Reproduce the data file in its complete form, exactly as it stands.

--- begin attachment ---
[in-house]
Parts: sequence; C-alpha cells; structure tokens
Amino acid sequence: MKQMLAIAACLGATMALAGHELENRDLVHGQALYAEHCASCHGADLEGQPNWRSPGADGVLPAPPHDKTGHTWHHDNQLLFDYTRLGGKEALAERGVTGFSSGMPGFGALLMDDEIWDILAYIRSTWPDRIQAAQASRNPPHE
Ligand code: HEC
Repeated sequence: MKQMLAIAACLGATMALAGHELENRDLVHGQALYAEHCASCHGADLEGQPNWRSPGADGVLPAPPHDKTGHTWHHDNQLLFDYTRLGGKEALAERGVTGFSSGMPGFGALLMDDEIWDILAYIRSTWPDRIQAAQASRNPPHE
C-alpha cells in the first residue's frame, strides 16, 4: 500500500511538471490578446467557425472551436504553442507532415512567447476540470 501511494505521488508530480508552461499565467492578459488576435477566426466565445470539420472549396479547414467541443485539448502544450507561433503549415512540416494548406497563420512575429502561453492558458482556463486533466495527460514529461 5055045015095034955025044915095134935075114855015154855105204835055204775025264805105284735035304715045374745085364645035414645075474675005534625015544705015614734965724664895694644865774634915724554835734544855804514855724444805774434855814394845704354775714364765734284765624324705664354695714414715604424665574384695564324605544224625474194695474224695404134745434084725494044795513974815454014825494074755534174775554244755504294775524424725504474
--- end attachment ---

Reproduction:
[in-house]
Parts: sequence; C-alpha cells; structure tokens
Amino acid sequence: MKQMLAIAACLGATMALAGHELENRDLVHGQALYAEHCASCHGADLEGQPNWRSPGADGVLPAPPHDKTGHTWHHDNQLLFDYTRLGGKEALAERGVTGFSSGMPGFGALLMDDEIWDILAYIRSTWPDRIQAAQASRNPPHE
Ligand code: HEC
Repeated sequence: MKQMLAIAACLGATMALAGHELENRDLVHGQALYAEHCASCHGADLEGQPNWRSPGADGVLPAPPHDKTGHTWHHDNQLLFDYTRLGGKEALAERGVTGFSSGMPGFGALLMDDEIWDILAYIRSTWPDRIQAAQASRNPPHE
C-alpha cells in the first residue's frame, strides 16, 4: 500500500511538471490578446467557425472551436504553442507532415512567447476540470 501511494505521488508530480508552461499565467492578459488576435477566426466565445470539420472549396479547414467541443485539448502544450507561433503549415512540416494548406497563420512575429502561453492558458482556463486533466495527460514529461 5055045015095034955025044915095134935075114855015154855105204835055204775025264805105284735035304715045374745085364645035414645075474675005534625015544705015614734965724664895694644865774634915724554835734544855804514855724444805774434855814394845704354775714364765734284765624324705664354695714414715604424665574384695564324605544224625474194695474224695404134745434084725494044795513974815454014825494074755534174775554244755504294775524424725504474